Boston Evening Globe, December 5, 1916

Boston Evening Globe

December 05, 1916

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Issue date: Tuesday, December 5, 1916

Pages available: 18

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Next edition: Wednesday, December 6, 1916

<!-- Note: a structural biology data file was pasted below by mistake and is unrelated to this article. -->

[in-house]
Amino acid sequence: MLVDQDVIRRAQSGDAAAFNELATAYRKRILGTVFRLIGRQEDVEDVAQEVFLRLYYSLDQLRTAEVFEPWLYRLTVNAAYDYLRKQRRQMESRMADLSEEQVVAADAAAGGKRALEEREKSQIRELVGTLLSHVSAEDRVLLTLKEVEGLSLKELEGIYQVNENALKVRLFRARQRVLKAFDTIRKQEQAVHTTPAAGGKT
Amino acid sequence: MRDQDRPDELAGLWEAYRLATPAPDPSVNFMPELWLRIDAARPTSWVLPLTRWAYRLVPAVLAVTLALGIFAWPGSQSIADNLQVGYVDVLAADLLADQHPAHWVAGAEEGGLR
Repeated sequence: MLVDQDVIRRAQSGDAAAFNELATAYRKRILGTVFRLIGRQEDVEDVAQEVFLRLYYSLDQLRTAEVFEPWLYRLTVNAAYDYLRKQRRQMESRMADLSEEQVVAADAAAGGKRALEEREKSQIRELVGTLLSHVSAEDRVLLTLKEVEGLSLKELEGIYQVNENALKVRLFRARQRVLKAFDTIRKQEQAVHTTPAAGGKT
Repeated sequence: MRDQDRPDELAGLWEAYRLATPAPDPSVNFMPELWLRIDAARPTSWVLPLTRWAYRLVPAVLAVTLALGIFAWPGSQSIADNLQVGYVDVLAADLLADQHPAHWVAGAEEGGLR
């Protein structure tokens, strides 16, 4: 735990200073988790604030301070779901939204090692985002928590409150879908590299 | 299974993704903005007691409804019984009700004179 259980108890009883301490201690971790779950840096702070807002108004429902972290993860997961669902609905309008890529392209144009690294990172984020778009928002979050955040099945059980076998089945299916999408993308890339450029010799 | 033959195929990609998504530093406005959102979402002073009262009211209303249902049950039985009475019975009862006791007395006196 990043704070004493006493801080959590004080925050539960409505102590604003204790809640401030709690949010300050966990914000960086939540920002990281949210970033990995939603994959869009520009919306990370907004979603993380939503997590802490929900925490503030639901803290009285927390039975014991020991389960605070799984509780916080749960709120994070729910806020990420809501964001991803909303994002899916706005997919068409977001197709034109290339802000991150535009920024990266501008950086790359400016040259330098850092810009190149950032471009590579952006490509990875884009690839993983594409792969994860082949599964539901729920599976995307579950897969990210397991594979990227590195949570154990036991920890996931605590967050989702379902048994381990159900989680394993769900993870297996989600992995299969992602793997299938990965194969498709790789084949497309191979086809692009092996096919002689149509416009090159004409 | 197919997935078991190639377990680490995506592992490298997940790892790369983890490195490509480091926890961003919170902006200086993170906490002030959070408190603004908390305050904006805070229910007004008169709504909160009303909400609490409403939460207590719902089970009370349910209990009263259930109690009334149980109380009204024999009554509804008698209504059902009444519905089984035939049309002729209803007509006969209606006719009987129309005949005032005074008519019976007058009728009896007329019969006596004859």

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Boston Evening Globe (Newspaper) - December 5, 1916, Boston, Massachusetts Start Now To get your share of the Christmas Trade of the best clientele in New England. Advertise liberally in the Daily and Sunday Globe. vol xc—NO. :158 - ■ rr- ...... ".....-'    -    -............... Dolton CBuemng ©late Evening ^ C Edition X Closing Market PricesBOSTON, TUESDAY EVENING. DECEMBER 5. 1010-EIGHTEEN PAGES COPYRIGHT 1916, OY    T>T?TfrI?    AVT?    A'PXTT THE 01.0BF, NEWSPAPER CO.    J lUUlli    U A Ti I Vj IN IEVENING EDITION—7:30 O’CLOCK—LATEST WINS CABINETWomen Heckle the President WM GEORGE INTERRUPT HIM IN CONGRESS WILLARD AND CARPENTIER MATCHED $40,000 to Go to French War Relief Fund Let Down Banner, What You Do lor Suffrage? Will n Great Ovation Given Wilson Annual Address Before ♦♦♦♦♦#♦ # ♦ # ♦♦♦♦♦♦♦♦ ♦♦♦* MAYOR RESENTS GRAFT CHARGES! Wants Pres Hagan Made to Prove Allegations Will Consult His Counsel—Believes District Attorney Should Act WASHINGTON, Deo 5-Prudent Wilton delivered hin opening address to I Congress today to the accompaniment ; oi a great demonstration bf filtdUt'on j on his reelection, in which many Republicans joined the Democrats, and the * first approach at heckling on the part j oi woman suffragists. SOME OE THE STRIKING POINTS III ADDRESS After house and Senate had stood and ) tion. Mayor Curley believes that Pres Henry E. Hagan of the City Council should be compelled by Dis! Atty Joseph C. Pelletier to substantiate charges of graft ta the City’ Government which he made last night at a meeting in the City Club, at which Good Government Association candidates for the City Council were indorsed. At noon today the Mayor stated that I he would consult his personal attorn* ’, Imperative necessity Of earliest ! Daniel H. Conklin, this afternoon, for. possible action on railroad leetsla- !,h* purpose of deciding what possible posthole action on rauroaa icgism artlo|n Bn attid be tuk~n against Pres cheered the President heartily and he had begun the reading of his address, some suffrage invaders In a gallery dropped over the rail a banner, which they had smuggled in with them in a handbag. It bore In bold letters the Inscription:    "Mr President, what will you do for woman suffrage?" A page quickly snatched the bainie^ from its place. The President smilingly looked up from his manuscript, but continued hts reading without hesitation or interruption. No Further Demonstration There was no responsive demonstration from suffrage supporters on the floor or In the galleries, and the Incident passed off without further mark. ! of such parts of railroads as may be A policeman took up his station near requlreJ for mIlltary UBe and The President repeat* his recommendations for a larger Interstate Commerce Commission, with “administrative reorganization,” along the lines of a bill passed by the House and now awaiting Senate action. He also asks legislation that, in case mediation and arbitration fail, a full public investigation of great labor controversies shall be completed before a strike or lockout may lawfully be attempted. He urges Executive power, in ease of military necessity, to take control the women, to see ttiat they did not again violate the rules of the House. The suffrage leaders gave out a prepared statement explaining that inasmuch as the President made no reference to their cause In his address, they took that means of calling it to his attention. Tho President's address was devoted principally to recommendations for railroad legislation. It was brief and required less than 18 minutes for reading. No attempt was made to detain the women as they left the gallery. Capitol police said they were without orders to take any actiton, except to see that no further incidents were attempted. After leaving the gallery the militants were met by suffrage! leaders and were Congratulated. use and to draft Into service their train crews. The President asserts that the I. C. C. has authority now to grant increased freight rates, if necessary. “The concerted action of powerful Hagan. ‘ I believe it is a matter for th* district attorney,'' said the Mayor, "and I shall .consult Mr Coak ley about making Mr Hagan prove his charges. 'The use of the unwholesome, skin-rreepy word 'graft' Is not right unless a man tat; prove It. Of course Mr Bugan doer net say very much that is definite as to specific charges it is a skillfully worded statement. I have a copy of the minutes of the meeting last night, however, and Mr Hagan will be asked to prove his statements. I don't think such bald statements of graft should be allowed to go unchallenged. "H«v makes the general charge that the city loses $2/4jO,0OO a year because of graft, carelessness and inefficiency, and while the charge Is not made directly against me. nevertheless It is a charge against tho administration of which I am the head. and I believe it is my duty to make Mr Hagan prove his statements. “Chargee such as Mr Hagan made injure the standing of the city, and when people read headlines in the papers they are very likely to believe them. Mr Hagan should be made to prove them.’’ J KSS WILLARD* llr*v> etrlfUt CCampton. EX-COUNCILOR WATSON ASKS TO HAVE HAGAN SUMMONED Ex-Councilor James A. (Jerry) Watson of 88 Thornton st, Roxbury, now a candidates for election to the Council, bodies of men shall not be permitted todfly call*! upon Hist Atty Pelletier to .......    i    summon Pres Henry A. Hagan of the to Stop the Industrial processes of i City Council before him to substantiate the Nation” hr.fr.™    ___.    |    the charges of graft in the City Gov- i dtion before attempts can be j e, nment, which Pres Hagan made last made to learn the merits of the dis- I nl£ht „the ,c,l> Club- v Mr Watson s letter to che District Attorney is as follows: "According to the Boston newspapers of today, the president of the Boston Prolonged Applause for Wilson William J. Bryan and most of the Cabinet members, occupying reserved places on the floor, led In the opening demonstration for Mr Wilson, which was prolonged and noisy. In the galleries Mrs Wilson anti wives and daughters of the Cabinet members Joined in the handclapping. In the diplomatic galleries, representatives of many embassies and legations were interested spectators. Galleries were packed when the President, escorted by the usual committee, walked briskly into the chamber and took his place at the clerk s desk, manuscript in hand. Ile was forced to wait while the demonstration went on. Everybody rose while the Democrats and some Republicans joined in cheers and applause. Wave after wave of shouts swept tho chamber until Speaker Clark pounded for order. The President smiled and bowed, and. bs the demonstration subsided, he began reading his address. As he began reading the nugo yellow banner, bearing in big black letters the words: “Mr President, what will you do for woman suffrage?” was unfurled under the edge of the gallery. Who the Suffragists Were The suffragists represented the Congressional Union for Woman Suffrage and were headed bv Miss Alice Paul, I the chairman. Members said theh flag i had been put up by Mrs .John Rogers of I New York, Mrs Florence Bayard HiUes j of Wilmington, Del, Mrs William Colt of New York and Mrs Anna Lowenberg | of Philadelphia. Mrs Milles is the daughter of the late Thomas F, Bayard. Secretary of State under President Cleveland’s Administration. Persons in the far galleries, commanding a view of the President,, say ne looked up and smiled as the suffrage banner fell to the floor. He continued his reading without hesitation. The President referred at the outset to his program of railroad legislation. Senators and Representatives listened attentively but without demonstration as he referred to compulsory arbitration and enlargement of tho Interstate Commerce Commission. As the President proceeded with recommendations for other legislation, the listening Congress remained silent. When he concluded, however, applause was renewed. The suffragists, who had dropped the banner, Joined in it. The President finished speaking at pute and to’consider all means of conciliation or arbitration. "I can see nothing in that proposi- Ctty Council charged specifically, at a public meeting of citizens at the Boston tlon but the justifiable safeguarding ■ City Club last evening, where certain the City our City individual making bv onrintv Ah.  ________ candidates were Indorsed for the City by society of tile necessary processes Council, that ‘there is graft in of its very life.” Other Important bills now before Congress which he wishes to see passed at this session are that permitting “greater freedom of combination to those engaged in promoting foreign commerce," the bill amending the present organic law of Porto Rico, the Corrupt Practices act and the bill for promotion of vocational and industrial education. He says, "With genuine pleasure and satisfaction I have cooperated with you in many measures of constructive policy.” < Jovernment "Any responsible such a charge publicly must necessarily have some facts, few or many, to sub stantiate his charges, "As you are the prosecuting attorney for Suffolk County. I herewith call upon | Carpentier is hot quite 22 years of you. as a citizen and taxpayer, to sum-! age, but has had a most remarkable mon the president of the Boston City ling career, lie began boxing at the age of 13 as a featherweight, and progressed from class to class as he grew older and took on weight. He weighs about JOU pounds at present, and Is conceded to be the cleverest boxer and hardest hitter among European pugilists. His best bouts, as a heavyweight, include two knockouts of Bombardier Wells, the English heavyweight champion. NEW YORK. Dec S—Georges Carpentier, heavyweight champion of France, and Jena Willard, world's champion, are virtually matched for a 10-round, no-1 decision bout to be fought in this city j within the next two months. While the! final signatures of the pugilists have not | been secured, the verbal consent of both I heavyweights has been obtain**! aud they are now waiting for the articles of j agreement to be forwarded to them, j The sum of WMW froht the profits of j the match is to go to the French war relief fund, and it was on account of this arrangement that permission was J obtained for the release of Carpentier I from the French Army.    * Final contracts for the contest are ex- I parted to be signed bv Tex Rickard and the representatives of the pugilists here I within a few days. The date and place j of tim bout have not been definitely decided, but the battle probably will be • staged in Madison Square Garden. Carpentier, holder of the European heavyweight championship, has been serving with the French Armv since virtually th* beginning of the .war. Ile I has repeatedly refused excellent offers to reenter the prize ring, aa it van im- ! possible for him to secure the necessary i furlough. It was not until Rickard enlisted the aid cf the members of me of the French relief fund committees that the contest was made possible, the condition being that the promoter give this fund |40,000, in addition to paying Car-pentier's traveling and training expenses for the bout.' This money has been'put up in the form of a bonded deposit, and in return those interested In the fund havk agreed to deliver Carpentier in this country within the next few weeks. A personal contract with Carpentier is now on its way to Paris, whafe the French champion is expected to sign it without delay. No Profit for Carpentier It is understood that Carpentier has offered to box for his expenses and has stipulated that any profits that may accrue to him shall be applied to the general uses of the relief fund in the same manner cs any other contribution. . Carpentier has not engaged in a prize ring battle since July, 1914. After his enlistment he served with the French aviation and motor corps and has been sent to the rear at least once due to wounds. As a result of his Army training and campaigning he is reported to be in splendid physical condition and ready to step Into the ring after a short period of boxing practice, 1:18 p rn, and left the House chamber to confer with Speaker Clark, Senators Stone and Reed, and Repriscfntatlve Igoe of Missouri over the probable appointment of Judge Kimbrough Stone, a son of Senator Ss .one, as United States judge for the 8th Circuit Court of Appeals. > Mrs Abby Scott Baker of the Congressional Union explained the banner incident as "expressive of the Indignation that women feel at the stupid and sense-i For Eastern New' York:    South    wind less opposition to granting the right of | and cloudy in north portion tonight; self-government to one-half the people ; 80mewhat colder; Wednesday fair and of the United States.”    **    *    J    - Continued on the Second Payee. * THE WEATHER United States Weather Bureau forecasts; For Boston and its vicinity: Generally fair tonight and Wednesday; somewhat colder; moderate westerly wind. For Southern New England: Fair tonight, slightly colder on the mainland; Wednesday fair and colder; fresh south to southwest wind. For Northern New England: Rain tonight; Wednesday, fair and colder; moderate to I sidered fresh south and southwest wind COMPLETE TEXT OF PRESIDENTS ADDRESS WASHINGTON, Dec 5 - The President's address in full follows: "Gentlemen of the Congress—In fulfilling at this time the duty laid upon me by the Constitution of communicating to you from time to time information of tile state of the Union and recommending to your consideration such legislative measures as may be Judged necessary and expedient, I shall continue the practice, which I hope has been acceptable to you, of leaving to the reports of the several heads of the executive departments the elaboration of the detailed needs of, th* public service and confine myself to those matters of more general public policy with which It Continued on the Second Unite. colder; fresh southwest to wast wind, Temperatures at 8 a rn: Concord, N H, and Greenville, Me, 34; Boston, 54; New Y'ork, 62; Washington, 64; Chicago. 42; Bismarck, 22. Shippers’ forecast: Prepare shipments enthusiasts who have seen Carpentier Only Hitch Possible The only possibility of a hitch in the arrangements is a demand on the part of Willard for a share of the purse out of proportion to, the estimated gate receipts. If this develops it is Rickard's plan to match Carpentier with I,es Darcy, the Australian middleweight champion, who is understood to be en route to this country at the present time. Willard recently called Rickard to Chicago for a conference regarding the proposed bout, but his terms at that time were understood to have been eon-entlrely too high. It is said, however, that the champion has since reduced his terms to about the same amount he received for meeting Frank Moran last March, which was $47,500. Willard, should the pugilists meet, will outweigh Carpentier by 50 to’ GO pounds and will tower fully six inches above his French opponent. Notwithstanding these pnysieal handicaps, many boxing north, during the next 36 hours, for temperatures of 20 to 26; west, 25 to PO; south, 30 to 35; Boston and its vicinity, lowest tonight, about 40. Boston observations, 8 a rn- Barometer, 29.81 inches; temperature, 1 54; highest yesterday. 52; lowest last night, 52; humidity, 90 percent; wind, southwest, IO miles, cloudy; precipitation last 24 hours, .06 inch. The Temperature Today The thermometer at Thompson’s Spa records the temperature up to 3 p rn as follows: lain 1910 3 a rn,............ .............. 30 55 6 a rn............. .............. 31 Bn KC 12 rn ............. TO 60 I p rn............. .............. 42 (IO 2 p rn............. .............. 41 6o 8 p rn............. 60 In action abroad have expressed willingness to wager even money that he will win the bout. They base their faith on the Frenchman's cleverness, terrific hitting, stunning speed, gameness and ability to stand heavy punishment. BOXING COMMISSIONER AND POLLOCK FIGHT NEW TORK, Dec 5—Harry Pollock, the promoter and manager of champion Freddie Welsh, had a spirited bout at 8:30 this morning In the grand con-Grand Central Station course of the Grand Central with Frederick A. Wenck, chairman of the State Boxing Commission. AccountsMAY RESIGN LONDON, Dec 5—The Exchange Telegraph Company says that War Secretary Lloyd George has decided to resign. War Sec Lloyd George's resigns-*    1    "    1......... tion was drafted after he received en intimation that Premier Asquith could not agree to the suggestion OKO HUES OAtUT.NTlKU. Fros'Ch Heavyweight Champian. tr SUNDAY’S OPINIONS OF “A LOI OF PEOPLE IN CHURCH” “You make me tired, trying to get the rich ducks into the church and paaaiag by the ordinary crowd. You make me sick. God doesn’t look at any one’* pocketbook or-social standing before he makes up his mind to receive them.” “The matter with lots of God’s people is that they have wriggle-tails in their experience. They get a little religious experience and wrap it up until Sunday, going to card parties and drinking beer, wine or champagne during the week.” “The church today has it all wrong. A lot of people in church were never converted. First, give yourself to God. He doesn’t care about money. Jesus Christ is not bankrupt. He is not hitting the free lunch counters to get something to eat.” “One of the biggest curses of the church today i3 putting unconverted people to work. You’ll find them in the Sunday schools, among the teachers, among the trustees; you can see them in the choir. One-half the church scraps start in the choir loft.” “If you are saved you’ve got to look at the unsaved multitudes like God did. You’ve got to do what He did or get out of the church. If you have no compassion for sinners you’re not His follower, vou’re of the Devil.” that the war council should be formed without the Premier at Its head.    4 The Evening Star says: "The political crisis is over insofar as it is a trial of strength between Asquith and Lloyd George. Asquith has won. There will be no reslgna- Remarkable Allocution at tion* and a reconstruction of the Government will not take place. "The failure, of the cabal was due to the refusal of the Ijrbor party to support it. They would not support POPE DENOUNCES AIR RAIDING Secret Consistory Says "Every Principle of Right Violated in Europe'' I ROME, Dec 4, via Paris, Dec 5—In his allocution delivered before the secret consistory here today Pope | Benedict denounced the aerial bombardment of open cities and condemned all those who. he said, had defied the laws of God and man in the I present war. The Pope said: "It is well to recall, aside from the j law* of God, that if even the law of man was obeyed, at present peace and prosperity would reign in Europe. If we neglect or disdain laws! find authority, discord is the sure re-: suit. "This Is ihe highest social law. As1 a result of Ignoring this law we see ! every principle of right violated in j * Europe, acts committed in defiance j of the laws of God and man, peaceable citizens and even young boys      * taken from their homes to fight amid J PET ROG RAD, via London, Dec 5— the tears of wives and mothers; *0 The Rumanians have been unsuccess- George’s plans on any terms, and th* plan therefore failed.” The assertion that the Labor party was standing by Premier Asquith was confirmed by George Wardl*. chairman of the I-a Ivor party in the House of Commons, who said: “The party is prepared to see the speeding up of the war and also is prepared to accevit a smaller War Council, but I do not think it should he arrived at by the means adopted. "We recognize the driving force of Lloyd George, but feel that in a crisis of this kind a proposal to overthrow the Premier is not a proper policy or one to be supyiorted.” TEUTONS PUSH ON TO BUCHAREST Rumanians Attempts Unsuccessful to Check Them I see open cities and defenseless inhabitants exposed to aerial attacks, and we see by sea and land nameless horrors. I cannot but deplore again ! these crimes and condemn all those by whom they are committed.” The Pope concluded his remarks i with a prayer that, aa the new code of canonical law would mark a more tranquil epoch for the church, so also the time might come when the spirit of law might again be respected in the world and bring harmony and prosperity to the Nations. ful in attempts to check the Teutonic forces on the roads to Ploechti and Bucharest, says the War Office in today’s official statement. The capture of another range of without the slightest success. Simultaneously German and Austro-Hungarian troops recaptured by storm and hand-to-hand fighting an important hight position lost during th* preceding fighting. “After these engagements there re lights by the Russians on the Molda- mained In our hands on the Ver<i»- vian frontier is announced. The official statement says: "Rumanian front; On the Moldavian frontier, in the valley of the River Trotus and south to the valley of the River Dovtian, engagements are still proceeding. We again debry, south of Tartar Pass, more than IOO men and five machine guns, and on Mt Xemira, In the Northern Oituz Valley 350 prisoners and eight machine guns. "Army group of Field Marshal von Mackenscn: The 9th Army, during “If you are not moved, get down on your knees and say, ‘I am a big fraud and a four-flushei. I see people going to Hell and never open my lips.’ ” “It’s about time that some of you church members began to think about uplifting yourselves.” “What we see depends upon our point oi vision. You can’t sit around and play cards and then weep because Boston is going to Hell. You can’t sit down end drnk beer, wine or champagne and look at God through the bottom of a glass and then weep because Boston is going to Hell. Get on your knees and see the sinner through the word of God and then weep.” “There are some people in the church who can’t even regard a campaign like this as more than a scramble for seats. It’s about time that they were moved to compassion.” captured a range of hights, but the j pursuit of the enemy, broke the resistance of the hostile rear guards and crossed the Bucharest-Tergovis- UNION OFFICERS As a result of the balloting yesterday of the members of the Boston Carmen's Union, the following were elected the new board of officers for the union: William Thompson, president: John J. Lyons, vice president; John J. Hurley, recording secretary; Margaret Brat tin, assistant secretary. SAYS THE ENTENTE HAS LOST 15,000,000 MEN “If the preachers have a yellow streak in them I haven’t found it yet, and I’ve been looking close, too. If they don’t believe in everything I say they I ave sense enough to keep their mouths shut.” “Every church ought to be an asylum for the lost, a refuge for the harlot, the drunkard and the outcast. If it is not, then tear down your sign.” “If Jesus Chris: should walk into the church today, He’d say, ’Get out of here, you old lobsters, you old four-flushers; you’ve been making My .house a cleaung house for worldliness, and you’re only a pawn on the Devil’s chess board.’” Sermon In Full oil Rage IN both men. In the Yorkville Police Court each made a charge of assault against _______the other. Pollock walked with diftl- of what happened vary.    Friends    of Pol-    i    cutty. After explanation of the "argu- lock assert that Wenck    kicked    Pollock    i    ment” to Magistrate Groehl, each man In the stomach, and that when    Pollock    withdrew his charge and the case was took a punch at Wenck the latter yelled; dismissed. The argument started over "Save me!"    1 the lense of Madison Square Garden for Special policeman Cronin arrested boxing bouts. BERLIN, by Wireless to Sayville, N Y—The total losses of the Entente In the present war have been 15,10(1,000 nan, according to figures given out by the association for research Into the social consequences of the war of Copenhagen, at. quoted In an Overseas News Agency statement today. "Of this number,” says the news agency summary of the report. enemy is showing stubborn resistance and attempting to restore his position by counter-attacks. “In Wallachia, fighting is continuing on the roads from Tergovlstca to Ploechti and from Tltu to Bucharest, and west and south of Stolitza. Under pressure of superior enemy forces which are incessantly attacking the Rumanians the latter are ’e-tiring east. Rumanian attempts to check the enemy attacks on the roads to Ploechti and Bucharest were unsuccessful. ‘‘The situation in Dobrudja is unchanged. “On the Black Sea, our seaplanes made a Murad, north of Constanza. After throwing bombs and firing on a balloon the seaplanes returned.” Continued on the Second Page. Sell your Used Cars through the Globe. Ronembcr, the Globe offers the best medium in New England for the sale of new or used Auto-mobiles. Bell-ans Absolutely Removes raid on the village of Kara Indigestion. One package proves it 25c at all druggists RUSSIANS FAIL TO GAIN IN CARPATHIAN FORESTS BERLIN, Dec 5, by Wireless to Sayville, N Y—Renewed Russian ataunt tacks in the Carpathian forests and Britain has lost. 1,200,000 men, Russia along the line of the Transylvanian frontier were made yesterday, but did not gain the slightest success, it is announced officially. Teutonic troops recaptured lost positions. In Western Rumania the Teutonic troops are pursuing the defeated Rumanians on the front before Bucharest. They are across the railroad j leading from Bucharest to Tergovis- j tea.    , In the Danube lowlands Russian attacks were repulsed with heavy losses and the number of prisoners 8.500,000, France 3,700.000, Italy 80J,COO, Serbia 480,000, Belgium 230,000 and Rumania 200,000. “These figures admit of curious conclusions. Thus, the losses of Serbia, Belgium and Rumania are three-quarters those of the British, and as In the Rumanian losses only those of the first two months are Included, these three small Nations have In fact made sacrifices as large as those of the great British Empire. "Italy has suffered already losses equal to two-thirds of those of the British, although she entered the war IO months later than Great Britain. ^rfectly p harmless Pleasant Q to take £ Acts like Magic "The French losses are three times as    ,    .    .    _    .    .    _An great as the British and form one-quar- j taken has been increased to 12,500. ter of the total for the whole Entente, J    __    , _. while the Russian losses are seven times , Hwtd-tO-Haild righting The statement follows: "Front of Archduke Joseph; Re- greater than the British, which comprise only 8 percent of the total, .although in them the losses of the Ca-    . _    ,    . nadlans, Australians, New Zealanders, newed Russian attacks on Caput and South Africans, East Indians and others , northeast of Dorna Watra and In tne are Included.”' Roxbury National Bank OPEN FOR BUSINESS ‘2IIH Washington St, DUDLRV-8T. UTA HOY Banking Dept., Saving* Dept., Christmas Club 4Ve Mallei! Your ftu.lt>*** Francis L. Daly, proaUhmt, Patrick , tr , lr ii    i    Oovcru.    vie.    pr*«i>l»nt.    Hiram    Abram*, Putna, Trotus and Uzui Valleys were president; Lout* n. auet*r. , Ia .‘j-krw* ;